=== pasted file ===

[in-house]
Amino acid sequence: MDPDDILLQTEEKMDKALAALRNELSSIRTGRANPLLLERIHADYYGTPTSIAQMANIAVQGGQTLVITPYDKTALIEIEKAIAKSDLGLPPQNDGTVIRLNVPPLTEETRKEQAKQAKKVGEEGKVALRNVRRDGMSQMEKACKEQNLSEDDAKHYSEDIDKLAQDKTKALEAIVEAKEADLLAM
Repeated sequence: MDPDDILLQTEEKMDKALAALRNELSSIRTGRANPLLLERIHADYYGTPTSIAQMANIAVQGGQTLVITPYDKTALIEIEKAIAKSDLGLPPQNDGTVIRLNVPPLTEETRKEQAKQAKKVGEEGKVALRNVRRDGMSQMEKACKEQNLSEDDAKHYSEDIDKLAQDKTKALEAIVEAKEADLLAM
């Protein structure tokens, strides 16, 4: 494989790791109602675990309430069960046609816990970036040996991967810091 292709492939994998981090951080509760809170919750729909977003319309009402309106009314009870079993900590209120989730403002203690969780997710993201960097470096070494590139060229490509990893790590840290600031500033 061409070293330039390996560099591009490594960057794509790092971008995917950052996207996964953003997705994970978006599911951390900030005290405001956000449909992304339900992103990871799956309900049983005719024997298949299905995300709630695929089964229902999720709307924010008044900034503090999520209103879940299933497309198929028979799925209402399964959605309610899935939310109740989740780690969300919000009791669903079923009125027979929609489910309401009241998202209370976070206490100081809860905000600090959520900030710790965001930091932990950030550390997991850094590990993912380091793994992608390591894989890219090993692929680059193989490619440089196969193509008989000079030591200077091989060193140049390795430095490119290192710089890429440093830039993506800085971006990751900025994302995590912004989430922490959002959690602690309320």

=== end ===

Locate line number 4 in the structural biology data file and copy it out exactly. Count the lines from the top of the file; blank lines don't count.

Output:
């Protein structure tokens, strides 16, 4: 494989790791109602675990309430069960046609816990970036040996991967810091 292709492939994998981090951080509760809170919750729909977003319309009402309106009314009870079993900590209120989730403002203690969780997710993201960097470096070494590139060229490509990893790590840290600031500033 061409070293330039390996560099591009490594960057794509790092971008995917950052996207996964953003997705994970978006599911951390900030005290405001956000449909992304339900992103990871799956309900049983005719024997298949299905995300709630695929089964229902999720709307924010008044900034503090999520209103879940299933497309198929028979799925209402399964959605309610899935939310109740989740780690969300919000009791669903079923009125027979929609489910309401009241998202209370976070206490100081809860905000600090959520900030710790965001930091932990950030550390997991850094590990993912380091793994992608390591894989890219090993692929680059193989490619440089196969193509008989000079030591200077091989060193140049390795430095490119290192710089890429440093830039993506800085971006990751900025994302995590912004989430922490959002959690602690309320």